1) My laboratory is engaged in studies of viral latency using murine cytomegalovirus, a member of the family of beta-Herpes viruses. Of particular interest in our laboratory, has been the mechanisms of control of latent virus. This question is, we believe, a biologically very important one since it has direct and indirect implications for viral transmission, prevention and treatment of disease.
2) In experiments using reverse transcriptase PCR, we were able to detect immediate-early I transcripts at a level roughly 10-fold higher than that of viral genome, indicating that a significant fraction of latent virus is transcriptionally active. These findings may be indicative of an abortive infection in which transcription is limited to the immediate-early genes, or the result of a very low level persistent infection, or a transient reactivation of latent virus. To further assess the state of viral activity in latent infection we have tested the activity of monoclonal antibodies against putative latent viral proteins. We have further established the gene map location encoding one of these unique proteins and is found to be distinct from the immediate early genes. Further studies using immunohistochemistry indicate that this viral gene is active during latency although not exclusively and therefore not likely to be a regulatory gene for latency. Presently using a recombinant virus containing the gene for green fluorescent protein we will attempt to localize the cellular reservoir latent virus by confocal microscopy.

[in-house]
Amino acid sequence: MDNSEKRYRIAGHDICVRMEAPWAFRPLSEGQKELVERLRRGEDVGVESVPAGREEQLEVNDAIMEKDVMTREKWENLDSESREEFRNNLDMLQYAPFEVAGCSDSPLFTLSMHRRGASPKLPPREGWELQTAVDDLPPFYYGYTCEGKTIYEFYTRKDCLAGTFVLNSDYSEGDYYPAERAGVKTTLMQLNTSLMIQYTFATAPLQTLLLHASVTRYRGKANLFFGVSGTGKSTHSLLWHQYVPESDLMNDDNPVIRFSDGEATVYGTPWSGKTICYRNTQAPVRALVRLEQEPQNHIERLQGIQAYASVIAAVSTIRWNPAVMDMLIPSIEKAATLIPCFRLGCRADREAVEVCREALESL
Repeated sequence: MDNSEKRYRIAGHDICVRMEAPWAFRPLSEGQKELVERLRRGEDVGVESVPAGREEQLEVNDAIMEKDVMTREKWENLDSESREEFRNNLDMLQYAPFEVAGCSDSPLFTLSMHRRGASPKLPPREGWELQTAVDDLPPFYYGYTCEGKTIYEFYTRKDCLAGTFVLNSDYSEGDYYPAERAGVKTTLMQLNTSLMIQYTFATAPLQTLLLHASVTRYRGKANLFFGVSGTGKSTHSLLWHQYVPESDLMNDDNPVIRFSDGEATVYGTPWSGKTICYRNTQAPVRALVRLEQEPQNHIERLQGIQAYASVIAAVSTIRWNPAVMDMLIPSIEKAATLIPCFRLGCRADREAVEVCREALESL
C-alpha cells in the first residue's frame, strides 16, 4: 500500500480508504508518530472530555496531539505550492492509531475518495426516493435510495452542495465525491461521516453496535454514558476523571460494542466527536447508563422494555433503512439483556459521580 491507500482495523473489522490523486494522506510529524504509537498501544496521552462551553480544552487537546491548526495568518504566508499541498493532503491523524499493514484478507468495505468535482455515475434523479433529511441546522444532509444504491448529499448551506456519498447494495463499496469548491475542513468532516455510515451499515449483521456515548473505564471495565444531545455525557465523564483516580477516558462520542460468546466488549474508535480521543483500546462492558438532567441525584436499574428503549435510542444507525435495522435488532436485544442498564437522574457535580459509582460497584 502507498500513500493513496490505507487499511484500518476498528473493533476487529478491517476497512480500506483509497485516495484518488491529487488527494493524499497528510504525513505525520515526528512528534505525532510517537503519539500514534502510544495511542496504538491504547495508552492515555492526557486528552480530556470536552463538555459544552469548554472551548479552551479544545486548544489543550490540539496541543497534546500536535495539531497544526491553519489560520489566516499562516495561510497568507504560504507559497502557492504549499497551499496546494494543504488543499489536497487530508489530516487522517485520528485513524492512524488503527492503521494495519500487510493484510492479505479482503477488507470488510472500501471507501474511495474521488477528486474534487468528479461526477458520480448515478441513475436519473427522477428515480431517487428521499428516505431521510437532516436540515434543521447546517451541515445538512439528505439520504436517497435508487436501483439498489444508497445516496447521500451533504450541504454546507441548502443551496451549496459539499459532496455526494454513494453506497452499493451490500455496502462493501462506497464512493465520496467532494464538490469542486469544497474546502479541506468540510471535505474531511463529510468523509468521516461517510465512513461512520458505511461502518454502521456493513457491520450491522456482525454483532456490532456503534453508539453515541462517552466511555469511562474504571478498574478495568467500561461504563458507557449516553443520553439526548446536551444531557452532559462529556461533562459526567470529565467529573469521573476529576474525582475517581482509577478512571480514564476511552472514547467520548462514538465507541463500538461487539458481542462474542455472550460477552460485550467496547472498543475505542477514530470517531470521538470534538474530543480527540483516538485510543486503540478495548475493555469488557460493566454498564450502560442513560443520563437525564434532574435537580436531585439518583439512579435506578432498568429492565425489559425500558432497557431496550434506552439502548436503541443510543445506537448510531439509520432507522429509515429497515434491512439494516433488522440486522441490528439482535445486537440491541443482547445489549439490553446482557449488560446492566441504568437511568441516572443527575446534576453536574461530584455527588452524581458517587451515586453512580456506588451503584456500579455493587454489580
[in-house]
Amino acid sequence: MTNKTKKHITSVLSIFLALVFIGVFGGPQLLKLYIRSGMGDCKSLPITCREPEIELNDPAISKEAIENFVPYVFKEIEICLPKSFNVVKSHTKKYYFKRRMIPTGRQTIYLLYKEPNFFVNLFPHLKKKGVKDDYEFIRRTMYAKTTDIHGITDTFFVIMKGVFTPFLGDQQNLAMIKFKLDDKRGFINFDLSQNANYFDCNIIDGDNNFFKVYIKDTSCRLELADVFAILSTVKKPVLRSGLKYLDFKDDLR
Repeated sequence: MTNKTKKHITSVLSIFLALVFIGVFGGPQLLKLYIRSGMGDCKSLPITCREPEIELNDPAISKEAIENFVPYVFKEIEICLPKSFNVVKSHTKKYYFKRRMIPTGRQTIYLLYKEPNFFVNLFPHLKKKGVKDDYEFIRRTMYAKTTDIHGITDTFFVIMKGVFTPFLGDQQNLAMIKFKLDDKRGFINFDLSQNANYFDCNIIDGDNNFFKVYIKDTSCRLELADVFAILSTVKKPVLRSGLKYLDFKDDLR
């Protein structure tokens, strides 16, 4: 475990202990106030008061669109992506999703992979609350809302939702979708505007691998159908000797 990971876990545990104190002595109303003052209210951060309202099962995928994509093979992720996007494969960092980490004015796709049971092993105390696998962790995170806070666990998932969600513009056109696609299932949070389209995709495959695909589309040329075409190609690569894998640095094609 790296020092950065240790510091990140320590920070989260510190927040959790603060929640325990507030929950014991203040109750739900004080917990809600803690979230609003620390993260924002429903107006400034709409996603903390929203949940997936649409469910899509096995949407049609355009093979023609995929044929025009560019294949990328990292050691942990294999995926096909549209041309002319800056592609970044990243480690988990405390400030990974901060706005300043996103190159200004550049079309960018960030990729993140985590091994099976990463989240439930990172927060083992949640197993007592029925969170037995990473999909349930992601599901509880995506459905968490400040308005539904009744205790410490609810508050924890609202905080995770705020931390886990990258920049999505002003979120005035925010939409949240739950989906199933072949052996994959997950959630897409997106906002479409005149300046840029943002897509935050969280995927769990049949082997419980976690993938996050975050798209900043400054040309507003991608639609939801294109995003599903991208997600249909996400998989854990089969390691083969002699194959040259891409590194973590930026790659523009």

3) In addition, I have been very active in the conduct of clinical trials relevant to HIV/AIDS. These include a study of early versus late AZT of which I was co-principal investigator in this VA Cooperative Study and I am principal investigator for a pending application to the NIH for an Adult AIDS Clinical Trials Network.
4) I am both a frequent reviewer of manuscripts submitted for publication in the general area of basic and clinical virology and I have been appointed to several national advisory committees including White House Task Force on HIV Vaccine (FCCSET), the Medical Research Advisory Committee of the Department of Veterans Affairs, and the FDA Antiviral Advisory Committee.
5) Key Words
Virus, latency, molecular, cytomegalovirus, immunocompromised, HIV, hepatitis
Education and Training
- M.D., University of Colorado, Colorado Springs, 1964